MILES VS. THE HOLLINGSWORTHS
Quick Recap: Miles’ father still sees him as a disappointment after catching Miles and Maya skinny dipping in the Hollingworth’s pool. Everyone tells Miles in order to win his father’s approval, he just needs to work harder for it. Miles then decides to organize campaign material for his dad with the help of Winston and Maya. Miles wants to show off his hard work to his father, but finds his dad flirting with his attractive campaign manager, Andrea. In order to discover the truth, Miles decides to send Andrea a necklace and a card, signing the card with his father’s name. During the family’s media training session, Andrea finds the gift and is flattered, confirming she and Mr. Hollingsworth are having an affair. Miles makes a scene then walks out of the meeting; he tells his mom about the affair, but to his dismay she already knows and has been keeping it a secret in order to protect the campaign.
We get a closer look at Miles’ home life, and it’s quite shocking how much of an outcast he is within his own family. “You two are shining examples for your older brother,” Mr. Hollingsworth says to Miles’ younger sister Frankie and younger brother Hunter. Normally the eldest sibling is generally regarded as the one who sets a positive example for their younger siblings. The Hollingsworth parents value and praise Frankie and Hunter because they “know their role” so to speak when it comes to the mayoral campaign: the campaign always comes first. The stigma within the family is that Miles is a screw up whose behavior jeopardized a past campaign, and now his father has no qualms about shaming him for any perceived wrongdoings. Miles’ mother, though not verbally abusive like Miles’ father, shows little compassion toward her son. “Try harder,” is the only thing she says in response to Miles asking her what he should do to show his father that he’s not a bad kid.
What makes things worse for Miles is the damaging secret he discovers within his own family. Mr. Hollingsworth goes around berating Miles for his “embarrassing behavior” because, for the sake of the campaign, Mr. H. wants his family to be perceived as perfect, even in the eyes of his campaign staff. However, Mr. H. engages in infidelity while he demands his son maintain a certain level of decorum. After walking out of family media training, Miles’ discussion with his mother is disturbing.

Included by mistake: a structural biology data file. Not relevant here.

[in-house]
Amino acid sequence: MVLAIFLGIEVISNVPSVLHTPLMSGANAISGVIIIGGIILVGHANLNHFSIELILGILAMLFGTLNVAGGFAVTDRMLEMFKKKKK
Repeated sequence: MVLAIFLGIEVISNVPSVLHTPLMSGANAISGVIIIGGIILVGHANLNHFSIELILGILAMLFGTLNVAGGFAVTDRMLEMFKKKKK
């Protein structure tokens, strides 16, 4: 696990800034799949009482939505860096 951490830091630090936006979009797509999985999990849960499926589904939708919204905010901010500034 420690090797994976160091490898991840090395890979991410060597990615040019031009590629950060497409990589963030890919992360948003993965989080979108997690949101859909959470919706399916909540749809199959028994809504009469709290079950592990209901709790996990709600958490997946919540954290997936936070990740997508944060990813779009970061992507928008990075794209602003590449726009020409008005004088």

“It’s not your problem,” she says after Miles tells her that Mr. H. has been unfaithful.
The nature of politics is one shrouded in secrets and deception, and everyone in the Hollingsworth family (excluding Miles) refuses to break character until the election is over. “We will deal with it after the election,” Miles’ mom says with no emotion, after Miles asks “Why are you playing along with this stupid charade?”
“Why don’t you take a walk? I’ll tell them you weren’t feeling well,” she continues, as Miles angrily walks away. If there’s love within the Hollingsworth clan it’s hard to tell. The irony of his mom’s lifeless response there and the fact they’re having a family media training session shows how deep the Hollingsworths are in the political world: they’re virtually machines now, with a trained response to everything. And that’s why we see Miles clinging tightly to Maya at the end of this episode, professing his love for her. It’s a genuinely touching scene involving a young man who expected to find love within is family, but reality says otherwise.
Expectations vs. reality can be a very difficult thing to balance at times. We as Degrassi fans set certain expectations months ago when it came to Miles Hollingsworth. After the first time we saw Miles and Mr. Hollingsworth interact, I’m assuming a lot of us expected to see an intensely-abusive situation play out similar to Craig Manning and his abusive father in season 2. For the time being that doesn’t seem to be what’s going to happen here with the Hollingsworths. We’re not seeing Mr. Hollingsworth beat down Miles until he’s black and blue, but it doesn’t discount the sad dynamic of this dysfunctional family, one in which Miles is clearly on the outside looking in. The idea of a kid who simply feels unloved by his family is sad in its own right.
CLARE VS. HER “URGES”